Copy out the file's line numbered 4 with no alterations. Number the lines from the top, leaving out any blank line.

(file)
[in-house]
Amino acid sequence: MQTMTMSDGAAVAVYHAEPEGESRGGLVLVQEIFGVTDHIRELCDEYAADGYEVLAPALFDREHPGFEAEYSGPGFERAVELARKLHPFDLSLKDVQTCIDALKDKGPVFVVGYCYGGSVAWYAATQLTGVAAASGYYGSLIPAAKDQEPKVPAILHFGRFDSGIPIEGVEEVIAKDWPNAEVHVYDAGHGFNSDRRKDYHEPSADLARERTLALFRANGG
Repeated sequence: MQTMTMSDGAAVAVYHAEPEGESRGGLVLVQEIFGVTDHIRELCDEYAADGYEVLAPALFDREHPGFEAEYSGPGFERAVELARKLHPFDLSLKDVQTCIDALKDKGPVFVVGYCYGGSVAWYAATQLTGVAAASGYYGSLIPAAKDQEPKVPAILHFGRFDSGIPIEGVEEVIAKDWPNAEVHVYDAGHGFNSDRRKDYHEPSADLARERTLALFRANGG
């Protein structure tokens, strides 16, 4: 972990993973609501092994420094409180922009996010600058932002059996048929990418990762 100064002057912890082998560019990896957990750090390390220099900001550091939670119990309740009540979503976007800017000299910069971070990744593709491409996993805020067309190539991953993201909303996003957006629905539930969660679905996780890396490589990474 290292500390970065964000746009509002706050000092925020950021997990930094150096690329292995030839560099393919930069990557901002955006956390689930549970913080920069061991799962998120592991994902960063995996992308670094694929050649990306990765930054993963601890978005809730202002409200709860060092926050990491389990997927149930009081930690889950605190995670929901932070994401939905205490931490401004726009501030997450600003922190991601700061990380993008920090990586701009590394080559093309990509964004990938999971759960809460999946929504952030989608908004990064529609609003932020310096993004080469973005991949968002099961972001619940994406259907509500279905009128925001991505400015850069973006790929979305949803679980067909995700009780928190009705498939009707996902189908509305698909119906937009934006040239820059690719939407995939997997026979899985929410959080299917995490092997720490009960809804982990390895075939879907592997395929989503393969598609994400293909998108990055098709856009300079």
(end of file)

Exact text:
């Protein structure tokens, strides 16, 4: 972990993973609501092994420094409180922009996010600058932002059996048929990418990762 100064002057912890082998560019990896957990750090390390220099900001550091939670119990309740009540979503976007800017000299910069971070990744593709491409996993805020067309190539991953993201909303996003957006629905539930969660679905996780890396490589990474 290292500390970065964000746009509002706050000092925020950021997990930094150096690329292995030839560099393919930069990557901002955006956390689930549970913080920069061991799962998120592991994902960063995996992308670094694929050649990306990765930054993963601890978005809730202002409200709860060092926050990491389990997927149930009081930690889950605190995670929901932070994401939905205490931490401004726009501030997450600003922190991601700061990380993008920090990586701009590394080559093309990509964004990938999971759960809460999946929504952030989608908004990064529609609003932020310096993004080469973005991949968002099961972001619940994406259907509500279905009128925001991505400015850069973006790929979305949803679980067909995700009780928190009705498939009707996902189908509305698909119906937009934006040239820059690719939407995939997997026979899985929410959080299917995490092997720490009960809804982990390895075939879907592997395929989503393969598609994400293909998108990055098709856009300079």